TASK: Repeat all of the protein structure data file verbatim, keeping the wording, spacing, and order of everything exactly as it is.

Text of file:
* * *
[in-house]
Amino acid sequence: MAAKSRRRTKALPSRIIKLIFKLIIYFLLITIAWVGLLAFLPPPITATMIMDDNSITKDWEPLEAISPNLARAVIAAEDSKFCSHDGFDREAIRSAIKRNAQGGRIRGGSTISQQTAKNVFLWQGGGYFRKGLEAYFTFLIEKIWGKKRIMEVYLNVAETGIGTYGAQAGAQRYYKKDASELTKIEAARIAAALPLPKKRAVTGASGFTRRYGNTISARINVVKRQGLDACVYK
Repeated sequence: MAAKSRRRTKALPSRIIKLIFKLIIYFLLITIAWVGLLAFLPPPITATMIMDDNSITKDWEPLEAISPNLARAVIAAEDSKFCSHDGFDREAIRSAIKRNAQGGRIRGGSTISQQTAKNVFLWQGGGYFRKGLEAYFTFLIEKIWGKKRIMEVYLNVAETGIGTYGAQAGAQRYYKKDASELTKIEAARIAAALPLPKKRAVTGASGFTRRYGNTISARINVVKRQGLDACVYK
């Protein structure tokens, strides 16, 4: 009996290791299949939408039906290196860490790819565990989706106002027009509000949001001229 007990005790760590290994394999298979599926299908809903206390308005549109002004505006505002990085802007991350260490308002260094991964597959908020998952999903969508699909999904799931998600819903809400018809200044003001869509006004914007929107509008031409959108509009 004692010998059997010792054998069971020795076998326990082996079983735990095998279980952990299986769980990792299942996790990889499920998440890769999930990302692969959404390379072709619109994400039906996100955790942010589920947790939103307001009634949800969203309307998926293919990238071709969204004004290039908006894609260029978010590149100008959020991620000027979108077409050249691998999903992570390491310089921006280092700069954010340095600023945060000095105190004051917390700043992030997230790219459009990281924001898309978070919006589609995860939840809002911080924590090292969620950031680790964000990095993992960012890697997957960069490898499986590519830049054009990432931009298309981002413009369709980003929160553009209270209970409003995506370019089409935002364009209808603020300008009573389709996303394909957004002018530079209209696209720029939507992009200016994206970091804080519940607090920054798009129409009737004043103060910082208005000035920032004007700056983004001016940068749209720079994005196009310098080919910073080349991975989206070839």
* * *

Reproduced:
[in-house]
Amino acid sequence: MAAKSRRRTKALPSRIIKLIFKLIIYFLLITIAWVGLLAFLPPPITATMIMDDNSITKDWEPLEAISPNLARAVIAAEDSKFCSHDGFDREAIRSAIKRNAQGGRIRGGSTISQQTAKNVFLWQGGGYFRKGLEAYFTFLIEKIWGKKRIMEVYLNVAETGIGTYGAQAGAQRYYKKDASELTKIEAARIAAALPLPKKRAVTGASGFTRRYGNTISARINVVKRQGLDACVYK
Repeated sequence: MAAKSRRRTKALPSRIIKLIFKLIIYFLLITIAWVGLLAFLPPPITATMIMDDNSITKDWEPLEAISPNLARAVIAAEDSKFCSHDGFDREAIRSAIKRNAQGGRIRGGSTISQQTAKNVFLWQGGGYFRKGLEAYFTFLIEKIWGKKRIMEVYLNVAETGIGTYGAQAGAQRYYKKDASELTKIEAARIAAALPLPKKRAVTGASGFTRRYGNTISARINVVKRQGLDACVYK
């Protein structure tokens, strides 16, 4: 009996290791299949939408039906290196860490790819565990989706106002027009509000949001001229 007990005790760590290994394999298979599926299908809903206390308005549109002004505006505002990085802007991350260490308002260094991964597959908020998952999903969508699909999904799931998600819903809400018809200044003001869509006004914007929107509008031409959108509009 004692010998059997010792054998069971020795076998326990082996079983735990095998279980952990299986769980990792299942996790990889499920998440890769999930990302692969959404390379072709619109994400039906996100955790942010589920947790939103307001009634949800969203309307998926293919990238071709969204004004290039908006894609260029978010590149100008959020991620000027979108077409050249691998999903992570390491310089921006280092700069954010340095600023945060000095105190004051917390700043992030997230790219459009990281924001898309978070919006589609995860939840809002911080924590090292969620950031680790964000990095993992960012890697997957960069490898499986590519830049054009990432931009298309981002413009369709980003929160553009209270209970409003995506370019089409935002364009209808603020300008009573389709996303394909957004002018530079209209696209720029939507992009200016994206970091804080519940607090920054798009129409009737004043103060910082208005000035920032004007700056983004001016940068749209720079994005196009310098080919910073080349991975989206070839």